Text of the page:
This Week in Film: Drug War, Elysium, Leos Carax, and Sharknado
This Week in Film rounds up noteworthy new releases in theatres, rep cinema and avant-garde screenings, festivals, and other special cinema-related events happening in Toronto.
Drug War (TIFF Bell Lightbox)
For a genre director, Johnnie To seems to be remarkably invincible from a critical standpoint. Releasing roughly a film a year, To can't seem to make an ostensible action/thriller entry without it getting hailed as his latest and greatest masterpiece. Always entertained, I tend to be a detractor in thinking his movies are merely just that: entertaining. Drug War is different, though. When it comes to double-crossing cop movies (to be super reductive), there probably hasn't been one as invigorating, smart, and deceptive as this one since Infernal Affairs, and even then this one is way more tonally interesting and reliant on the audience's full, undivided perception skills. Crescendoing to a nihilistic climax in the blink of an eye, this is truly the work of a master at the height of his craft.
Elysium (Varsity, Scotiabank)
Amazing how some guys just have a knack for getting gajillions of dollars thrown their way to make movies. On the strength of some innovative short films, Neill Blomkamp, maker of that neat Adicolor Yellow video, got a cool $30 million to make his feature debut - the shaky cam realist sci-fi monster movie District 9. Now comes his sophomore effort, and it cost roughly quadruple the price, and it shows both in the high gloss of the production and in the themes of the film. Set in the semi-distant future, Elysium is the name of a space station where the upper classes live, while the lower classes are stuck on a ruined Earth. There is, naturally, a bunch of thrilling genre stuff that takes place in response to the humanist premise, and Matt Damon and Jodie Foster are the leads who navigate us through it all. The summer blockbuster season: it's winding down.
Also opening in theatres this week:
Modern Love: The Films of Leos Carax (August 9-13; TIFF Bell Lightbox)
Ask pretty much any film critic or cinephile about her favourite films of 2012, and chances are you'll hear mention of Holy Motors. For many of those people, that film will have been their first encounter with a film made by Leos Carax. While some blame for this could be laid on the fact that he'd only made four films prior, with none of those being at all well-represented on DVD in North America, the primary reason is that it was his first film in 13 years, and only his second since 1991's The Lovers on the Bridge. Which is all to say that, look, all five of his films are among the best that have been made in the past three decades, so don't let a lack of familiarity turn you away from seeing these films on 35mm - perhaps the very last time you'll even have that opportunity.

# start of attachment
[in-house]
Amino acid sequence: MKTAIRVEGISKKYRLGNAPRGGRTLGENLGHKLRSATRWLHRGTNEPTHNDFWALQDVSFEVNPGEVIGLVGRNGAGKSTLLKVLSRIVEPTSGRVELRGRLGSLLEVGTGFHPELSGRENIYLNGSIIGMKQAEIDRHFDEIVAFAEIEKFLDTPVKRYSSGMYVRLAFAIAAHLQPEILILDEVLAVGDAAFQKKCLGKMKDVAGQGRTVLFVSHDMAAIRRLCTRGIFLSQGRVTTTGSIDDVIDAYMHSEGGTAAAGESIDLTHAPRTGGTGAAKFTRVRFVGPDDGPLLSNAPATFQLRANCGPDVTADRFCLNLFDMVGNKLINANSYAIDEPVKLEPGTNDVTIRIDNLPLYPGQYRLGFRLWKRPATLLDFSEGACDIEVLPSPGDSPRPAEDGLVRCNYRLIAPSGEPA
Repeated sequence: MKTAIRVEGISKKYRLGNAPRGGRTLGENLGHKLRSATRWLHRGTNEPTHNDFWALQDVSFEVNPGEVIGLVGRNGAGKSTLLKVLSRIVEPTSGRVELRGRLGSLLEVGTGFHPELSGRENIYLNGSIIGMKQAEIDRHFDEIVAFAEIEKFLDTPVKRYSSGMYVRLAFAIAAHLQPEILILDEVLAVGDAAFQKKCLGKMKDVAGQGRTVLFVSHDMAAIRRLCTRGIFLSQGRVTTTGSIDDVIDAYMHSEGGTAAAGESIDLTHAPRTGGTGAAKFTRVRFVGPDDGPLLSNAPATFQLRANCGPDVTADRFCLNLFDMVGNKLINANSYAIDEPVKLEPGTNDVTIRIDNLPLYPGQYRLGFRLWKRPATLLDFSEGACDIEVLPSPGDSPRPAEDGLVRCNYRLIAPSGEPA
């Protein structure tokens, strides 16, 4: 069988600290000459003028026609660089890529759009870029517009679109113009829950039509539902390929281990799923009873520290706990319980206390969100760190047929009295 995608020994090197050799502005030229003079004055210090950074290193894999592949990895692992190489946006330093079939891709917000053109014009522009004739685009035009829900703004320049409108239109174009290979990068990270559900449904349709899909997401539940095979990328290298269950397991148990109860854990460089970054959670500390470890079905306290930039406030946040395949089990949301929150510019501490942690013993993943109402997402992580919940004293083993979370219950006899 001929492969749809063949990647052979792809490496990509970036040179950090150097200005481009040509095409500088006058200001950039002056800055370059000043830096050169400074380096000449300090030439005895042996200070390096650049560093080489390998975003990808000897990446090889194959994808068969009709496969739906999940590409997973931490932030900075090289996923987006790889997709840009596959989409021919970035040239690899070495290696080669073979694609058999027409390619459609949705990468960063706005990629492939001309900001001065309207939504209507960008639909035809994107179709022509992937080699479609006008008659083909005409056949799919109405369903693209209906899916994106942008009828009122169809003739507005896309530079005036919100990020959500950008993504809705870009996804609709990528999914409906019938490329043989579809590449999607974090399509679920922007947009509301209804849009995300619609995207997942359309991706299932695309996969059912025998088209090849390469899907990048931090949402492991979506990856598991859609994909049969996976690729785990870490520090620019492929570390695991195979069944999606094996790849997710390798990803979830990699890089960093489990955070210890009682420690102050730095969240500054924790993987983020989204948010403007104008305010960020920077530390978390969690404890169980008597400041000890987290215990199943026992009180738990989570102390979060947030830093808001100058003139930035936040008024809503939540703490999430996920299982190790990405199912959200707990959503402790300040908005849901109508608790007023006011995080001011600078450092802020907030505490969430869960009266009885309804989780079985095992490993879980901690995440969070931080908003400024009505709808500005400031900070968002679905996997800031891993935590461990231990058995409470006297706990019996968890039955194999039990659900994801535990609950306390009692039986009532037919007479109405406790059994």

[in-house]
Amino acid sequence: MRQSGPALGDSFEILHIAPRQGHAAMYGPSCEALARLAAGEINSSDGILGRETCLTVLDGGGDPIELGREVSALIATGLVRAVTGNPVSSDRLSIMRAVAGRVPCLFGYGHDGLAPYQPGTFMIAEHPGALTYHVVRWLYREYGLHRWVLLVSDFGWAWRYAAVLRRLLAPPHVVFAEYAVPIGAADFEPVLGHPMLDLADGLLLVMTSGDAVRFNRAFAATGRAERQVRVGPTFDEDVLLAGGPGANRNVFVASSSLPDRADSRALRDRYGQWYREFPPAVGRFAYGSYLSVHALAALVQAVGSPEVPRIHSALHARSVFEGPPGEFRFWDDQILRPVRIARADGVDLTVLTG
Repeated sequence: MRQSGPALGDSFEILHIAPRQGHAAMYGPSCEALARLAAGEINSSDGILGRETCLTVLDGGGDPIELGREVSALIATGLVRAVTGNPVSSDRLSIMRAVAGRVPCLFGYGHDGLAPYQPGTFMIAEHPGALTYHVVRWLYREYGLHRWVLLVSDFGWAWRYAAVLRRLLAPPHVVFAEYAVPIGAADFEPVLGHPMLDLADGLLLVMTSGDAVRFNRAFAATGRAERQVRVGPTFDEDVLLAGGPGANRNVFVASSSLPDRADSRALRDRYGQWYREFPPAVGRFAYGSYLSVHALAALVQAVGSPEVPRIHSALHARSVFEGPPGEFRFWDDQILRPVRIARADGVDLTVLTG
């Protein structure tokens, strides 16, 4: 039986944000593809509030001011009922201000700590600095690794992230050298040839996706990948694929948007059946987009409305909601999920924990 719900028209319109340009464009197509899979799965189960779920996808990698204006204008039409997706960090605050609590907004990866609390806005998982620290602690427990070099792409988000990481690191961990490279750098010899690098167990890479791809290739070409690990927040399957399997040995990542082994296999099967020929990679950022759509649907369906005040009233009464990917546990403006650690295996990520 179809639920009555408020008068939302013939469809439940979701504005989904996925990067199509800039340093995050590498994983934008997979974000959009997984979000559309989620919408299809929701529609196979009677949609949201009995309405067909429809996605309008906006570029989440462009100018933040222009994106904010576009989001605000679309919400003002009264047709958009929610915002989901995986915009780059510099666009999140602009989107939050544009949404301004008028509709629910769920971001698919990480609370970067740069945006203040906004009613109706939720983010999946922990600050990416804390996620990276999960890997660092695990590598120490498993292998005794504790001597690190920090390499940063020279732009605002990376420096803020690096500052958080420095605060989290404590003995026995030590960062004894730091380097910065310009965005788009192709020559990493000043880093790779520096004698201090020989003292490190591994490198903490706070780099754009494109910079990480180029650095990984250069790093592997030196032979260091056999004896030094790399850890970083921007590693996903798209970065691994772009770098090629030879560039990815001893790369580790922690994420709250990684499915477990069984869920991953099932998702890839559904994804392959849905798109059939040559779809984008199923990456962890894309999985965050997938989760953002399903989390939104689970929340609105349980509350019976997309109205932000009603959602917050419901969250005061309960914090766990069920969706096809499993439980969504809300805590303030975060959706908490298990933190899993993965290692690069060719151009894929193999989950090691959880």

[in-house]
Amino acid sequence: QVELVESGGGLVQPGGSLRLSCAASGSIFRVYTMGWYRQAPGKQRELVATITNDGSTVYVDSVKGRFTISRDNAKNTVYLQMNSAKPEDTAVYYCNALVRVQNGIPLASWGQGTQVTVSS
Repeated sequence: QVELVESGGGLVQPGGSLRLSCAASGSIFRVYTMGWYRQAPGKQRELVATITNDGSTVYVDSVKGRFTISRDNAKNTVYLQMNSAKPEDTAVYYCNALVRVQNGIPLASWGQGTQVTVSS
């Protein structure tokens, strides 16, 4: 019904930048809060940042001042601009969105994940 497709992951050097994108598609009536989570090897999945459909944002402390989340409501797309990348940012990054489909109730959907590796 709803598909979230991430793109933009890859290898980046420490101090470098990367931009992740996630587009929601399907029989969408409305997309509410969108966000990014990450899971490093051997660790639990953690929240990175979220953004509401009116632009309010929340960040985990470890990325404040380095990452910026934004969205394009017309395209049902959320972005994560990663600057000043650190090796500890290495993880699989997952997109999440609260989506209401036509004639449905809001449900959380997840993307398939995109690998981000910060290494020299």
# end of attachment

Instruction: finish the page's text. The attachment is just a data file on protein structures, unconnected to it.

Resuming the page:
Inspired by poetic realists such as Jean Vigo and Jean Cocteau, Carax's cinema has been both extremely eclectic and consistent from the beginning. For one, all save for Pola X star Denis Lavant as a surrogate for Carax; the two look vaguely similar, and the flexible actor's romantic escapades are meant to emotionally represent Carax's interior anxieties about love and death. At the same time, his films are prone to erratic tonal shifts from one to the next; from the punch-drunk whimsy of Bridge to the graphic polemics of Pola X to the funereal absurdism of Holy Motors, his cinema is as alive, mutable, and well-realized as it gets. And to briefly touch on his first two pictures, Boy Meets Girl and Bad Blood, they're both masterpieces and too difficult to pin down in a measly capsule overview but must be seen, too. Oh, and Leos Carax will be present to do Q&A's after the Bad Blood, Holy Motors, and The Lovers on the Bridge screenings.
Screening in Modern Love:
More rep cinema this week:
Sharknado (Friday, August 9 at Midnight; Carlton)
The Roland Emmerich and/or Samuel L. Jackson film that even they couldn't stoop low enough to make, Sharknado has taken cult cinephiles the world over by storm ever since teaser posters from Cannes hit the net last May and went viral. The film is about the havoc wreaked when a bunch of tornadoes filled with live, hungry sharks are...actually yeah that's pretty much all that needs to be said. It's dumb, it's awful, it's too bad to be true, and it's so much more popular right now than any other movie that it's getting midnight screenings in most of the major cities in North America. The Toronto one is this Friday, but if it's anywhere near as wretched as The Room, this'll only be the first of many opportunities to see some sharknadoes projected up to life size on a cinema screen. "Enjoy."
Lead still from Drug War.
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